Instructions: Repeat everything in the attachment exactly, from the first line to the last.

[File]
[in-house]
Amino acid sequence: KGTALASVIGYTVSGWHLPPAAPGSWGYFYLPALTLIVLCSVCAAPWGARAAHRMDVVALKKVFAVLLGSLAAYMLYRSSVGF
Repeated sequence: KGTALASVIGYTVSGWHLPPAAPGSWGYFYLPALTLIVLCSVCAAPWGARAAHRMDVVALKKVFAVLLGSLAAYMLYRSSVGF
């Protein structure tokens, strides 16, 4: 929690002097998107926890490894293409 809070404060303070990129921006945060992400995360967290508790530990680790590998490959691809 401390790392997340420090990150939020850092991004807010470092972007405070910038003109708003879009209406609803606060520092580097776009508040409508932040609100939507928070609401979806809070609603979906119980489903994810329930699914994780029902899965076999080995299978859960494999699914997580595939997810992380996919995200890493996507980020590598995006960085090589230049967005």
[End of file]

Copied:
[in-house]
Amino acid sequence: KGTALASVIGYTVSGWHLPPAAPGSWGYFYLPALTLIVLCSVCAAPWGARAAHRMDVVALKKVFAVLLGSLAAYMLYRSSVGF
Repeated sequence: KGTALASVIGYTVSGWHLPPAAPGSWGYFYLPALTLIVLCSVCAAPWGARAAHRMDVVALKKVFAVLLGSLAAYMLYRSSVGF
């Protein structure tokens, strides 16, 4: 929690002097998107926890490894293409 809070404060303070990129921006945060992400995360967290508790530990680790590998490959691809 401390790392997340420090990150939020850092991004807010470092972007405070910038003109708003879009209406609803606060520092580097776009508040409508932040609100939507928070609401979806809070609603979906119980489903994810329930699914994780029902899965076999080995299978859960494999699914997580595939997810992380996919995200890493996507980020590598995006960085090589230049967005």